Is Kickstarter Always the Right Choice?
Kickstarter has become almost synonymous with crowdfunding: “Are you planning to kickstart that?” or “I’m thinking of kickstarting a new project.” Exploding on the scene in 2009, Kickstarter has housed some of the most successful crowdfunding campaigns in history and, in turn, has contributed largely to the standardization and expectation surrounding this relatively new method of generating funding.
The platform has not only shaped the way we think about crowdfunding, but has molded our idea of what a fundraising campaign looks like. An example of this is the popularization of short, infomercial-style videos that every campaign leads with. Another example is the uniformed campaign page template with rewards, creator information and funding levels always positioned to the right of the web page — you would be hard-pressed to find a crowdfunding platform that differs from this layout.
Despite having great influence, one must ask: Is Kickstarter always the right choice when selecting a crowdfunding platform? To answer this question, let’s look at the platform’s pros and cons, as well some crowdfunding alternatives.
- Great public discovery: Kickstarter, although not a full-blown marketplace like Amazon, is the top platform when it comes to public discovery. Campaigns that become “Staff Picks” are boosted to wider audiences and can receive solid exposure.
- Easy and optimized: Once a project creator has built out all of the necessary campaign components (e.g., video, description and rewards), Kickstarter is a cinch to set up. It’s easy to get started, glitch-free and optimized for best use by the thousands of campaigners before you.
- A design and technology hub: If your project falls into the “Design” or “Technology” categories (like most hardware innovations), Kickstarter's audience could be an ideal fit. Half of the total projects that surpass the $100,000 mark on the platform fall into these two categories.
- “All or nothing” funding model: Some critics argue that this model actually helps creators achieve a larger goal, while others think it’s counterintuitive. If a project creator doesn't reach their set goal, their campaign is deemed unsuccessful, and they don't get to keep any backer funding.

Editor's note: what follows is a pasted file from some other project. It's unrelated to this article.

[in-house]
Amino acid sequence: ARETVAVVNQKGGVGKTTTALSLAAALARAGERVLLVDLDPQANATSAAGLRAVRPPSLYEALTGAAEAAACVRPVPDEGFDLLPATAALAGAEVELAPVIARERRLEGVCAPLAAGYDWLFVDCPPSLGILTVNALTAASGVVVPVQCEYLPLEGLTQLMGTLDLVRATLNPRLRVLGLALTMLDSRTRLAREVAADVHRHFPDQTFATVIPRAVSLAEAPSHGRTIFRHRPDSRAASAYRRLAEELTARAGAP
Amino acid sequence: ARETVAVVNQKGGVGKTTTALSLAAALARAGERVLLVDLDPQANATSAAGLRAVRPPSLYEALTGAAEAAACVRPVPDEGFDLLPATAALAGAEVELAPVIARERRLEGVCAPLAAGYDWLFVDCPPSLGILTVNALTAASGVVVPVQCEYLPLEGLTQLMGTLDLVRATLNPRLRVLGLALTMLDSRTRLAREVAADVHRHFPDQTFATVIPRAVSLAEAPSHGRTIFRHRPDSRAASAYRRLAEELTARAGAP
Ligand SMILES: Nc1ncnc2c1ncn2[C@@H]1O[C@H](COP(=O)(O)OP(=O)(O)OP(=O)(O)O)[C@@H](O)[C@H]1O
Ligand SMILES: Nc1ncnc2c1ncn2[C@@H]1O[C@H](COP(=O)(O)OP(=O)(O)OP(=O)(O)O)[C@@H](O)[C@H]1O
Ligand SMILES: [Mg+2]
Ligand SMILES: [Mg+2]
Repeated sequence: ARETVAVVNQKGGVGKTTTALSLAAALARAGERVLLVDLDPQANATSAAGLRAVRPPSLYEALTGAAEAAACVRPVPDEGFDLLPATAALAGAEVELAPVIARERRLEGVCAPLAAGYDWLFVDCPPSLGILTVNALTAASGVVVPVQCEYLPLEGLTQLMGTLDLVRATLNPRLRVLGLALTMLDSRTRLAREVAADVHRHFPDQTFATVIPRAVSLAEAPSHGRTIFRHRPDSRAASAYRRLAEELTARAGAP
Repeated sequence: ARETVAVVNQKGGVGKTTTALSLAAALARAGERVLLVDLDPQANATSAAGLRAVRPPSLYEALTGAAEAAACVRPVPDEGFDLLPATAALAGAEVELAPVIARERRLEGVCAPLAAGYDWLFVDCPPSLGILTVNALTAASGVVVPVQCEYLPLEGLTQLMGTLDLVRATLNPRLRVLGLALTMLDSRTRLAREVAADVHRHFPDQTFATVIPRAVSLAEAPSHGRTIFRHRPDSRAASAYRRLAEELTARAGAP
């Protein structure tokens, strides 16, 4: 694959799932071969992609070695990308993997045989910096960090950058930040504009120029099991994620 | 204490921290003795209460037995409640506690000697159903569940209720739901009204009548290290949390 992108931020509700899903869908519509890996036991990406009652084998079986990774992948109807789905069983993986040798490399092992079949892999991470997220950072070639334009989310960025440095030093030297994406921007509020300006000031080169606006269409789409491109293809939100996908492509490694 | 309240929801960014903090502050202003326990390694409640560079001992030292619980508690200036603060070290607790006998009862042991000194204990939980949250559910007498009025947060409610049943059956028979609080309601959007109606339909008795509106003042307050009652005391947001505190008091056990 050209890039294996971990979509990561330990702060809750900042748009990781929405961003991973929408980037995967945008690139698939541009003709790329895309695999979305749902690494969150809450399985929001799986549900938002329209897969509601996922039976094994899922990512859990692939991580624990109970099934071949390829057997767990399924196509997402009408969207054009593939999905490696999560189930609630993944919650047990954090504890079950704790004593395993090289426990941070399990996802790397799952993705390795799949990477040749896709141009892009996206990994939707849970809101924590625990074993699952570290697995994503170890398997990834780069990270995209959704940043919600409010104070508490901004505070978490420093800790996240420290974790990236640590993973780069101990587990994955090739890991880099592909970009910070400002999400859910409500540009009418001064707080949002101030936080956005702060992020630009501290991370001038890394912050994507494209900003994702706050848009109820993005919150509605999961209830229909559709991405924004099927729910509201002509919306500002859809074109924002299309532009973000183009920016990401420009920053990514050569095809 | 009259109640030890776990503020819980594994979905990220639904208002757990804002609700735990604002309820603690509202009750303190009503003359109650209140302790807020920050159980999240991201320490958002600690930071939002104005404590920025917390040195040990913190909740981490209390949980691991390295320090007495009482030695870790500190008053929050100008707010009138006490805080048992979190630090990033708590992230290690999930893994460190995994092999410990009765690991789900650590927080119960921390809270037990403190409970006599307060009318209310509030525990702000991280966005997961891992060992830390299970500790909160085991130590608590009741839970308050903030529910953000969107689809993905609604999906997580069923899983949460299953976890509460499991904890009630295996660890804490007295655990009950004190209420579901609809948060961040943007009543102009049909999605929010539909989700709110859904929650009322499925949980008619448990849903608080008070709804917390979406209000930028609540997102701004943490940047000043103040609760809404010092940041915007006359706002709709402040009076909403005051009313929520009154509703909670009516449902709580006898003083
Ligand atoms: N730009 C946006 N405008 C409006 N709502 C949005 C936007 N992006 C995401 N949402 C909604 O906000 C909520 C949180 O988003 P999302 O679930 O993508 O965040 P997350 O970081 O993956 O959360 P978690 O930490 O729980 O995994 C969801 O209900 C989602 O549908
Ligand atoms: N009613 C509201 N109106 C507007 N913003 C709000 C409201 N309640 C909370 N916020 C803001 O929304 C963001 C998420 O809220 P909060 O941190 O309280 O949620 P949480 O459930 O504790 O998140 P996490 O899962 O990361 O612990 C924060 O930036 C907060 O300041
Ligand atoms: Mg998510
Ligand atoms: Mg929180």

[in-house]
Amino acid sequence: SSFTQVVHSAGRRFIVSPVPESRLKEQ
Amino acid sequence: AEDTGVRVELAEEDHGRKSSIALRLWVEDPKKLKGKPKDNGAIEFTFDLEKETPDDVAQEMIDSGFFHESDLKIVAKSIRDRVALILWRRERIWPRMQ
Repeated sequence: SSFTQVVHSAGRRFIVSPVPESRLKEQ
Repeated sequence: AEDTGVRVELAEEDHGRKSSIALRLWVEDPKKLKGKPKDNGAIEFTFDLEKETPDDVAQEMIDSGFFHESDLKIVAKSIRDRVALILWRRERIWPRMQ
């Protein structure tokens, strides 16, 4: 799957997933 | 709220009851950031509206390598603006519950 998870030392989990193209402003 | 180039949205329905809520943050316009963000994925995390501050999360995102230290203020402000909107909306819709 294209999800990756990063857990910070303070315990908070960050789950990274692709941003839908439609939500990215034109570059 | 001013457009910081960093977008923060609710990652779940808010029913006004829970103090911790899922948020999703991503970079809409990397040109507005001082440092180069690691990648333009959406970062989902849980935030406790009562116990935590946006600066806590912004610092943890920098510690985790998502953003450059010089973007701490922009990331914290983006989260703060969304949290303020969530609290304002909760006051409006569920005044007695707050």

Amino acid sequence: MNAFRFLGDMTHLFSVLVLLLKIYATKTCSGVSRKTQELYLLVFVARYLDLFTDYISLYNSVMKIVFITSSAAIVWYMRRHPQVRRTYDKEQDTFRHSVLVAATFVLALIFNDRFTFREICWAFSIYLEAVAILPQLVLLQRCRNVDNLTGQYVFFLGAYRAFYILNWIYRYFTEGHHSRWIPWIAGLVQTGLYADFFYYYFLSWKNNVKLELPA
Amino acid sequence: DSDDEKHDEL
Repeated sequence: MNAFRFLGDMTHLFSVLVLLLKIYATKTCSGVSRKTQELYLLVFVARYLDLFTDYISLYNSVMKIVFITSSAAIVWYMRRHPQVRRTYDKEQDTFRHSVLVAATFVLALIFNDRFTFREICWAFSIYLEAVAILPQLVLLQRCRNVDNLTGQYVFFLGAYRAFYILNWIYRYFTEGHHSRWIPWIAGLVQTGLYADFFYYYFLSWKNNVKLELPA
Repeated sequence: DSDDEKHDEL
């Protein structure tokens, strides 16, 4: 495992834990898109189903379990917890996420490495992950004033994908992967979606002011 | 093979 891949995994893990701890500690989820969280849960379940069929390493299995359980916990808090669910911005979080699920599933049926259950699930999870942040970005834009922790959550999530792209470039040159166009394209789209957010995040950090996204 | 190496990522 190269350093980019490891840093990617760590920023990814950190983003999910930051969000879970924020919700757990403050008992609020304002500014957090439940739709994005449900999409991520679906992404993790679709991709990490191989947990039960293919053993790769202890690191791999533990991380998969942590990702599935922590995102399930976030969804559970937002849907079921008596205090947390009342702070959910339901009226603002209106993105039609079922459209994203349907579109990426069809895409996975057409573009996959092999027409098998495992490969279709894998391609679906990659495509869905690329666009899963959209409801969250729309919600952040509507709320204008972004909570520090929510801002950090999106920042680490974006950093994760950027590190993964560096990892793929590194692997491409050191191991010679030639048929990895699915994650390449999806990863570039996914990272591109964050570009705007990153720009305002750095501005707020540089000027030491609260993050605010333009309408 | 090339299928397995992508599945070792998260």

- Higher fees: The platform charges a 5 percent fee of total pledges earned. On top of this, the payment processing fees are an additional 3 percent to 5 percent. This means that right out of the gate, approximately 10 percent of your money raised goes to Kickstarter. Creators also cannot select their preferred payment processor.
- Lack of "brandability" or customization: Projects must conform to Kickstarter’s formulaic campaign template. This means brands cannot own their design through customizations, properly direct traffic to their websites, nor track the metrics of their choice.
- Post-campaign management: Once a campaign ends, you’re on your own. Tracking down missing backer information or issuing changes to the quantity, reward level or shipping address is up to you. Also, if demand is still high, you have no where to keep selling once the campaign ends.
There are plenty of alternatives when it comes to selecting the right crowdfunding platform for your project. Some popular platforms that come with different sets of pros and cons include Indiegogo, Tilt and Celery. Indiegogo is a traditional crowdfunding platform like Kickstarter, and shares a lot of the same pluses and minuses. One differentiator between the two traditional platforms is Indiegogo’s flexibility. Project creators can essentially set an unlimited campaign length, choose their funding model and accept international currencies. Tilt on the other hand is less designed for startup launches, as the platform is geared towards smaller community-based projects such as pooling money together for a collective local cause. Celery challenges the crowdfunding status quo by allowing project creators to customize their crowdfund and host it on their own website.
Ultimately, when it comes to selecting a crowdfunding platform, it’s up to the entrepreneur to determine what they deem most valuable. For that, here’s one more piece of advice: buzz is good, but building a business is better. Choose the platform that will help take your idea to the next level.
Thomas Krafft is the head of strategy at Celery, a pre-order platform that brings products to life.